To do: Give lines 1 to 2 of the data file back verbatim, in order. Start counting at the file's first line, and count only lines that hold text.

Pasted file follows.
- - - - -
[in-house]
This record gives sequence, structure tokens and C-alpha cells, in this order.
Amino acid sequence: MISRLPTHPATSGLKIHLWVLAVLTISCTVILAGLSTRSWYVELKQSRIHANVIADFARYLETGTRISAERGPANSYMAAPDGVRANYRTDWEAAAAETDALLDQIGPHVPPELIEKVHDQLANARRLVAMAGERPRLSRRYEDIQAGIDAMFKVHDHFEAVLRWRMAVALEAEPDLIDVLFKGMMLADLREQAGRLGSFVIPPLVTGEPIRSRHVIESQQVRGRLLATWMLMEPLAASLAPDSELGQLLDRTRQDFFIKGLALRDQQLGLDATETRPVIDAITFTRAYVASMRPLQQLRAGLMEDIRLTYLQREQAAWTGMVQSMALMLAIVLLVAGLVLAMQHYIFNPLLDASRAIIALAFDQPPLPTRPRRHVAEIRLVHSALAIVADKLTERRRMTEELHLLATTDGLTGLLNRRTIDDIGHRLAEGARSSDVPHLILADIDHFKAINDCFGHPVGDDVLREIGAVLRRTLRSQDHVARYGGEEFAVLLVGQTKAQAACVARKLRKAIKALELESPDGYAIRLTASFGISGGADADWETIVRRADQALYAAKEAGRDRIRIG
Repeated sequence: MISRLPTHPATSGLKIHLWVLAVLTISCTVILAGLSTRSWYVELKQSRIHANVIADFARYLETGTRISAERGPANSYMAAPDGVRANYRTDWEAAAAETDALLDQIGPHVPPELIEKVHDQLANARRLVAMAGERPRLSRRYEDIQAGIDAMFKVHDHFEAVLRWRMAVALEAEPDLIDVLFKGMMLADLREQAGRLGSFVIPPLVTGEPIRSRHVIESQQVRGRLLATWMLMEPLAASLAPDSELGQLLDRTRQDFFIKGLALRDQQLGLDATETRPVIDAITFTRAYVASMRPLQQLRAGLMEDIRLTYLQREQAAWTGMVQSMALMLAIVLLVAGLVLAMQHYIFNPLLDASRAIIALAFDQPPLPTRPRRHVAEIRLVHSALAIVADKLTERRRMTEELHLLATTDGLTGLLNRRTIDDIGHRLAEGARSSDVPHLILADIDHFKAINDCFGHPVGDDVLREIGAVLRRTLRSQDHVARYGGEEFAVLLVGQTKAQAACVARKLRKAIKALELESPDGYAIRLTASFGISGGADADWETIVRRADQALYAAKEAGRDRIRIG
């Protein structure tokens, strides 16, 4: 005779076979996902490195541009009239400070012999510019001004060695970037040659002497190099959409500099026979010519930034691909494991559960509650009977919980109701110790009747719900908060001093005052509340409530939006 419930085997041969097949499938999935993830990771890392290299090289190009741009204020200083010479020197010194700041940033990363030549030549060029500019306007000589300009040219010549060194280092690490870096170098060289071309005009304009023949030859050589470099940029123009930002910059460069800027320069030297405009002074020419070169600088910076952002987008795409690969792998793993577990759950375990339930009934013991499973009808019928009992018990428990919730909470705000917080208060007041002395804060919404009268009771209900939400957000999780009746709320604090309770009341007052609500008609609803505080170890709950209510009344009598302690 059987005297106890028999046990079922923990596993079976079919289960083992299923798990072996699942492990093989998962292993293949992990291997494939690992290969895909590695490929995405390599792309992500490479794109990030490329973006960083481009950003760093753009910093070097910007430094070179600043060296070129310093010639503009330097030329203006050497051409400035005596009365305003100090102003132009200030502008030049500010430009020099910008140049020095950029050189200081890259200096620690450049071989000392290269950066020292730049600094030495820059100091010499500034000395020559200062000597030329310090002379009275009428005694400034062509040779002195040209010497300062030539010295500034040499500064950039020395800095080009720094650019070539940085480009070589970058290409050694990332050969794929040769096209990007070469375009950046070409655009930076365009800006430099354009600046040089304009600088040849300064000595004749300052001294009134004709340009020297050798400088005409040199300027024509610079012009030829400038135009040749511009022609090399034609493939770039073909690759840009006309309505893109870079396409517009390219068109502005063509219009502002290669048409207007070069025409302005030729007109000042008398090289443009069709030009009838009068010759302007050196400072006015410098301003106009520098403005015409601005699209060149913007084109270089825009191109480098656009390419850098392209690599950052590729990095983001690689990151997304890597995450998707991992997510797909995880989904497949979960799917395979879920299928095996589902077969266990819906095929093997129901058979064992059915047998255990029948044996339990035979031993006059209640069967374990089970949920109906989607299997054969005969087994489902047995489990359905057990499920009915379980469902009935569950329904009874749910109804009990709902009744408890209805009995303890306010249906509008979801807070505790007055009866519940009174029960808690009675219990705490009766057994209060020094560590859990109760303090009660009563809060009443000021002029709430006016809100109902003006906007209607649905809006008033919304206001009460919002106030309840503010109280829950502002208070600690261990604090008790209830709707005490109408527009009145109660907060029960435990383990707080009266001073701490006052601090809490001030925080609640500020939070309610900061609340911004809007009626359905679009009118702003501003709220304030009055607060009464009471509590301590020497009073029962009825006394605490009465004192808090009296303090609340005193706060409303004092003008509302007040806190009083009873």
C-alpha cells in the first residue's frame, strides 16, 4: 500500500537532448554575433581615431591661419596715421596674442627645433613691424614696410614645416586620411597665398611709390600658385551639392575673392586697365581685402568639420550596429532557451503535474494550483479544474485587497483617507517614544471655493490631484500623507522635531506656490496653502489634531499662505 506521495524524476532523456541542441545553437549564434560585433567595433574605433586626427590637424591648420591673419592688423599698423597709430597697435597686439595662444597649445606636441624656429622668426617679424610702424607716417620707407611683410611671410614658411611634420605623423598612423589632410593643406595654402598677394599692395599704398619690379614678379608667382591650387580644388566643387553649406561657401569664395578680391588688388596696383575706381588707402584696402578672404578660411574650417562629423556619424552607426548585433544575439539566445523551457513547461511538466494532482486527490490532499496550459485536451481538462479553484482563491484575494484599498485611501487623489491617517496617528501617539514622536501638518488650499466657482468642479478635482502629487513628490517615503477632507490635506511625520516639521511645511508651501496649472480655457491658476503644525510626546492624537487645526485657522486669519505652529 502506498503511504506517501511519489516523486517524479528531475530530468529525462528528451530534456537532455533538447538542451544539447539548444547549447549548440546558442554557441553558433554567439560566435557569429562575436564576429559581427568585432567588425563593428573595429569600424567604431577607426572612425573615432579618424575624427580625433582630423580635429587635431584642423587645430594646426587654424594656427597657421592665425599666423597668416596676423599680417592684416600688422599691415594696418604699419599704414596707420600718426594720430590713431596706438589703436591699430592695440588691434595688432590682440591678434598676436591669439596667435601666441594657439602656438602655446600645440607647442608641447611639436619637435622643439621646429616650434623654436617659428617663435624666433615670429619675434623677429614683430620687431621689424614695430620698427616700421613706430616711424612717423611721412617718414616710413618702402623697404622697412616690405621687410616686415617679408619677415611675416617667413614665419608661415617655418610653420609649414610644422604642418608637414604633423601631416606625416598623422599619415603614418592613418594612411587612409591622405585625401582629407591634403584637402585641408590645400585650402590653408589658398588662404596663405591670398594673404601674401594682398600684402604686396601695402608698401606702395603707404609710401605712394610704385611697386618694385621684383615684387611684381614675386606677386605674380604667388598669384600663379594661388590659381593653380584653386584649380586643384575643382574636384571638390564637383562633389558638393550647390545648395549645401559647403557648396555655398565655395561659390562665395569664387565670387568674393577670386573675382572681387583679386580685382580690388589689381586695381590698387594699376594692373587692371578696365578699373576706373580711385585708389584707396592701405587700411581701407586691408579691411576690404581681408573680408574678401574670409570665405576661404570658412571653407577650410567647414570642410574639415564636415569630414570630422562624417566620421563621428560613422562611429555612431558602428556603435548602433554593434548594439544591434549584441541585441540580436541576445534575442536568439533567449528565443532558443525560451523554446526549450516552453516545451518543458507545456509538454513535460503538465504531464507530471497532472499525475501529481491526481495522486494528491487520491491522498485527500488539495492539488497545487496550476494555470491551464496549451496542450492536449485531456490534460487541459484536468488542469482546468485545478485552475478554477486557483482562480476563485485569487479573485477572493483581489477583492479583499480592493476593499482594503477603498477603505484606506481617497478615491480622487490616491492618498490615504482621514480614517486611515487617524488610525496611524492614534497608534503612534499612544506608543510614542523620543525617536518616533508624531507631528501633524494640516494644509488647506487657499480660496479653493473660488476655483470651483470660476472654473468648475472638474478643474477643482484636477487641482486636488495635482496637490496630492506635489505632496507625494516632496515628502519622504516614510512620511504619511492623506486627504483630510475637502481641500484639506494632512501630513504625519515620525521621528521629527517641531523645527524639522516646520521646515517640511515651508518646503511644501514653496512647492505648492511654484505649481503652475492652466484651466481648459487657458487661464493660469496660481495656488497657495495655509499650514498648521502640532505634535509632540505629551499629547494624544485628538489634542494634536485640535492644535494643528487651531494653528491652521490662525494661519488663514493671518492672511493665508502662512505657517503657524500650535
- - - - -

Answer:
[in-house]
This record gives sequence, structure tokens and C-alpha cells, in this order.